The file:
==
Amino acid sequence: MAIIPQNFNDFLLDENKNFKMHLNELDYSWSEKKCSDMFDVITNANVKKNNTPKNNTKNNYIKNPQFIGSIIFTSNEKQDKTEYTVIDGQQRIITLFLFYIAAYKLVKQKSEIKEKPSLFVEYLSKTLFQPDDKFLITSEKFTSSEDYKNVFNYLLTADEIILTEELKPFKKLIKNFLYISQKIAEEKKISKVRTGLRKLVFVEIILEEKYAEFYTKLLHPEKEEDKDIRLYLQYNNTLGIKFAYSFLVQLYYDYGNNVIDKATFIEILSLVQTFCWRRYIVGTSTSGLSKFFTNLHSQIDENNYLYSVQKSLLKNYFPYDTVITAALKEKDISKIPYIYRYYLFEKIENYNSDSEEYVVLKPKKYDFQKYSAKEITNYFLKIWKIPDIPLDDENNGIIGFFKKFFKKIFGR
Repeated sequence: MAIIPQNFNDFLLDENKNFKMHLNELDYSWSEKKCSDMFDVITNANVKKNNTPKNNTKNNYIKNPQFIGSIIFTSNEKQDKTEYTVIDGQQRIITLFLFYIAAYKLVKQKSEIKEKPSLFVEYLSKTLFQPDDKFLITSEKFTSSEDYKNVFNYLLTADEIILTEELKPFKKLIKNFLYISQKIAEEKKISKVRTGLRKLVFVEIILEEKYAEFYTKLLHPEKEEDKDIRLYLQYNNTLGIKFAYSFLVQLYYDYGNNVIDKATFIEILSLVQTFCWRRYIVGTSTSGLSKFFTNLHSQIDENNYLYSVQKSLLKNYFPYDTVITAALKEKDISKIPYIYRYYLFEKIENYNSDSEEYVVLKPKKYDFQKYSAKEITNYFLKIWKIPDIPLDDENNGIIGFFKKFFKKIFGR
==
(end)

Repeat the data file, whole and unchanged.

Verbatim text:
Amino acid sequence: MAIIPQNFNDFLLDENKNFKMHLNELDYSWSEKKCSDMFDVITNANVKKNNTPKNNTKNNYIKNPQFIGSIIFTSNEKQDKTEYTVIDGQQRIITLFLFYIAAYKLVKQKSEIKEKPSLFVEYLSKTLFQPDDKFLITSEKFTSSEDYKNVFNYLLTADEIILTEELKPFKKLIKNFLYISQKIAEEKKISKVRTGLRKLVFVEIILEEKYAEFYTKLLHPEKEEDKDIRLYLQYNNTLGIKFAYSFLVQLYYDYGNNVIDKATFIEILSLVQTFCWRRYIVGTSTSGLSKFFTNLHSQIDENNYLYSVQKSLLKNYFPYDTVITAALKEKDISKIPYIYRYYLFEKIENYNSDSEEYVVLKPKKYDFQKYSAKEITNYFLKIWKIPDIPLDDENNGIIGFFKKFFKKIFGR
Repeated sequence: MAIIPQNFNDFLLDENKNFKMHLNELDYSWSEKKCSDMFDVITNANVKKNNTPKNNTKNNYIKNPQFIGSIIFTSNEKQDKTEYTVIDGQQRIITLFLFYIAAYKLVKQKSEIKEKPSLFVEYLSKTLFQPDDKFLITSEKFTSSEDYKNVFNYLLTADEIILTEELKPFKKLIKNFLYISQKIAEEKKISKVRTGLRKLVFVEIILEEKYAEFYTKLLHPEKEEDKDIRLYLQYNNTLGIKFAYSFLVQLYYDYGNNVIDKATFIEILSLVQTFCWRRYIVGTSTSGLSKFFTNLHSQIDENNYLYSVQKSLLKNYFPYDTVITAALKEKDISKIPYIYRYYLFEKIENYNSDSEEYVVLKPKKYDFQKYSAKEITNYFLKIWKIPDIPLDDENNGIIGFFKKFFKKIFGR